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A Little Princess

The Diamond Mines
Not very long after this a very exciting thing happened. Not only Sara, but the entire
school, found it exciting, and made it the chief subject of conversation for weeks after it
occurred. In one of his letters Captain Crewe told a most interesting story. A friend who
had been at school with him when he was a boy had unexpectedly come to see him in
India. He was the owner of a large tract of land upon which diamonds had been found,
and he was engaged in developing the mines. If all went as was confidently expected, he
would become possessed of such wealth as it made one dizzy to think of; and because he
was fond of the friend of his school days, he had given him an opportunity to share in this
enormous fortune by becoming a partner in his scheme. This, at least, was what Sara
gathered from his letters. It is true that any other business scheme, however magnificent,
would have had but small attraction for her or for the schoolroom; but "diamond mines"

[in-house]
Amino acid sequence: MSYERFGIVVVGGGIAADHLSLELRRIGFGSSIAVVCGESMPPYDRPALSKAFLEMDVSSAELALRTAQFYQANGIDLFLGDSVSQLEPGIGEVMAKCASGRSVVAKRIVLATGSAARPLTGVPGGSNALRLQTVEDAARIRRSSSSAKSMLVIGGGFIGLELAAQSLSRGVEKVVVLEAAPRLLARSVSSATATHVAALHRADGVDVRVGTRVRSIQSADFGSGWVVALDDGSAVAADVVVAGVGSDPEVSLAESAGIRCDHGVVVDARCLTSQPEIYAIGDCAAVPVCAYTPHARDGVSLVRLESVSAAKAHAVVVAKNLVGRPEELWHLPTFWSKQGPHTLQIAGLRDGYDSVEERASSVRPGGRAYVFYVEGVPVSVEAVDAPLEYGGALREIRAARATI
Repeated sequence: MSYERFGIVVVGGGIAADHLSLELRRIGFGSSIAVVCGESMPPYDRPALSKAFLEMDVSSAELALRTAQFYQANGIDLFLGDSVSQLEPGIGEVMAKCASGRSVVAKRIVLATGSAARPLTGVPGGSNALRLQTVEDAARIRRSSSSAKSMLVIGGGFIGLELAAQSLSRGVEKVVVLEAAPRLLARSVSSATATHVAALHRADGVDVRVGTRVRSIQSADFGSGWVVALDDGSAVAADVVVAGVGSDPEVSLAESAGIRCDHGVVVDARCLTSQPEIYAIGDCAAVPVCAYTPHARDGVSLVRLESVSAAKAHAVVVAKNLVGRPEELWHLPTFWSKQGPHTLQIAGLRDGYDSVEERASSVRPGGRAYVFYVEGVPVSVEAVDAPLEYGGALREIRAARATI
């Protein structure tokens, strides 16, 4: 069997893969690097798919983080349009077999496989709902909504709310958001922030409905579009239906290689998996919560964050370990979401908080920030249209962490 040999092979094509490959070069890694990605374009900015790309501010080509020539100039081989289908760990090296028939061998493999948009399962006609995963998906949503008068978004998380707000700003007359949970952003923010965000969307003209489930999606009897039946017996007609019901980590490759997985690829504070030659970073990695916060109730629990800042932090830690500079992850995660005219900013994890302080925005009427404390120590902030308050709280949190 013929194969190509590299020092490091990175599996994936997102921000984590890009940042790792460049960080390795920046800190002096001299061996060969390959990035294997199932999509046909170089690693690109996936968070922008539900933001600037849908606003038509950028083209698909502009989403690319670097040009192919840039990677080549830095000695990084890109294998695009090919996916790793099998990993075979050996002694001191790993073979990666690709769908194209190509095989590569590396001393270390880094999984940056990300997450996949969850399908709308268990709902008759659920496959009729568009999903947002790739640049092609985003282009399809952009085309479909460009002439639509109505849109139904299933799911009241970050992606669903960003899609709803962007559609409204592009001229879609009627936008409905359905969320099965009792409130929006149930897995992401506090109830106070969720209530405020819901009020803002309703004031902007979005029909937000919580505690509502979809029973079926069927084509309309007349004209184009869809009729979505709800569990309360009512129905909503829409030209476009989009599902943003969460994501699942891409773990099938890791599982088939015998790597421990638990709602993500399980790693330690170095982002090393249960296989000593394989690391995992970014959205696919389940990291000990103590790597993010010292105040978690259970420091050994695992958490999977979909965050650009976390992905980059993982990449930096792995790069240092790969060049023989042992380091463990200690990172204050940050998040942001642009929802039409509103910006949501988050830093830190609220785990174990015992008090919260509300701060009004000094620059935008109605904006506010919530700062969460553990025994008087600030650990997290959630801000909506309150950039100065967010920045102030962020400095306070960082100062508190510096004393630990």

sounded so like the Arabian Nights that no one could be indifferent. Sara thought them
enchanting, and painted pictures, for Ermengarde and Lottie, of labyrinthine passages in
the bowels of the earth, where sparkling stones studded the walls and roofs and ceilings,
and strange, dark men dug them out with heavy picks. Ermengarde delighted in the story,
and Lottie insisted on its being retold to her every evening. Lavinia was very spiteful
about it, and told Jessie that she didn't believe such things as diamond mines existed.
"My mamma has a diamond ring which cost forty pounds," she said. "And it is not a big
one, either. If there were mines full of diamonds, people would be so rich it would be
ridiculous."
"Perhaps Sara will be so rich that she will be ridiculous," giggled Jessie.
"She's ridiculous without being rich," Lavinia sniffed.
"I believe you hate her," said Jessie.
"No, I don't," snapped Lavinia. "But I don't believe in mines full of diamonds."
"Well, people have to get them from somewhere," said Jessie. "Lavinia," with a new
giggle, "what do you think Gertrude says?"
"I don't know, I'm sure; and I don't care if it's something more about that everlasting
Sara."
"Well, it is. One of her `pretends' is that she is a princess. She plays it all the time--even
in school. She says it makes her learn her lessons better. She wants Ermengarde to be
one, too, but Ermengarde says she is too fat."
"She IS too fat," said Lavinia. "And Sara is too thin."
Naturally, Jessie giggled again.
 
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